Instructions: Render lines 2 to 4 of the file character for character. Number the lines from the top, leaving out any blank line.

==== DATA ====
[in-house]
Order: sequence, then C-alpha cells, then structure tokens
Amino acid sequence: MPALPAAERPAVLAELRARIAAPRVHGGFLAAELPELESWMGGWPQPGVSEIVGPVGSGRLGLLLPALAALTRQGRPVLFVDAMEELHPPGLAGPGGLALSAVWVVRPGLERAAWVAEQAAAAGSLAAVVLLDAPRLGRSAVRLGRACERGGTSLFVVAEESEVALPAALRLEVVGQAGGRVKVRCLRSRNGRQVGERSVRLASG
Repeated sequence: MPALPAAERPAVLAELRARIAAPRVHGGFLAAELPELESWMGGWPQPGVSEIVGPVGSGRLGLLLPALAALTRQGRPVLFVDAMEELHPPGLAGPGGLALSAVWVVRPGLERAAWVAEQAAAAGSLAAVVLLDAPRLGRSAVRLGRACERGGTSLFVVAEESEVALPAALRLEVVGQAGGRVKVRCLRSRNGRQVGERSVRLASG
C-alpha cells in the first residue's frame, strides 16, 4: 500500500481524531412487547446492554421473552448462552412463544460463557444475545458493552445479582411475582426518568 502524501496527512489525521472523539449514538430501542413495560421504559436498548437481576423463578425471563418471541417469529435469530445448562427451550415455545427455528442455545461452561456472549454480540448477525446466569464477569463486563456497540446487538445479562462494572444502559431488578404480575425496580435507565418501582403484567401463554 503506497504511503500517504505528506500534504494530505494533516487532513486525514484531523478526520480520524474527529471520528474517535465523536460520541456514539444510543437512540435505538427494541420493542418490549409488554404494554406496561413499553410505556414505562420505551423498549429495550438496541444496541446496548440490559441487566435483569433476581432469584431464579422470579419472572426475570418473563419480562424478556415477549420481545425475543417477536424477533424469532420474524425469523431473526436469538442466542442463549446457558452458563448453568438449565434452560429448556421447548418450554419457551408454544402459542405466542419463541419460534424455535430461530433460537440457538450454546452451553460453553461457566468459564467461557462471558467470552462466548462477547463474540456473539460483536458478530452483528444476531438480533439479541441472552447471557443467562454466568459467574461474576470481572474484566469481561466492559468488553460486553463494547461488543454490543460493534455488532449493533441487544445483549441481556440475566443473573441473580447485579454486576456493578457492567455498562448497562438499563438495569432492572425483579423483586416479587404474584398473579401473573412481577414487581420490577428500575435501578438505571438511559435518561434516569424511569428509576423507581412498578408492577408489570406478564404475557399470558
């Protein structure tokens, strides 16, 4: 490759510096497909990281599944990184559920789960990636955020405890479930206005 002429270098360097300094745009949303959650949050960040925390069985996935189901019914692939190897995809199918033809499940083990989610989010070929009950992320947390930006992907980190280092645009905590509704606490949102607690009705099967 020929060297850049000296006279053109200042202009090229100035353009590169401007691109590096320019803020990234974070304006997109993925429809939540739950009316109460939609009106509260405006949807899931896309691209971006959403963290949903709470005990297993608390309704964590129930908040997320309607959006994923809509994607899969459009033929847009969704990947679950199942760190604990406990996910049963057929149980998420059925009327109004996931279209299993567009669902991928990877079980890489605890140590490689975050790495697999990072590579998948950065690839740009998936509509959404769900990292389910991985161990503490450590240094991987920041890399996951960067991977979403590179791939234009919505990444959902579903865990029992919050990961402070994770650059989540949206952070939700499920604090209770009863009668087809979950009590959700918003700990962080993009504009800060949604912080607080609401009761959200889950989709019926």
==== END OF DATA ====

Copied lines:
Order: sequence, then C-alpha cells, then structure tokens
Amino acid sequence: MPALPAAERPAVLAELRARIAAPRVHGGFLAAELPELESWMGGWPQPGVSEIVGPVGSGRLGLLLPALAALTRQGRPVLFVDAMEELHPPGLAGPGGLALSAVWVVRPGLERAAWVAEQAAAAGSLAAVVLLDAPRLGRSAVRLGRACERGGTSLFVVAEESEVALPAALRLEVVGQAGGRVKVRCLRSRNGRQVGERSVRLASG
Repeated sequence: MPALPAAERPAVLAELRARIAAPRVHGGFLAAELPELESWMGGWPQPGVSEIVGPVGSGRLGLLLPALAALTRQGRPVLFVDAMEELHPPGLAGPGGLALSAVWVVRPGLERAAWVAEQAAAAGSLAAVVLLDAPRLGRSAVRLGRACERGGTSLFVVAEESEVALPAALRLEVVGQAGGRVKVRCLRSRNGRQVGERSVRLASG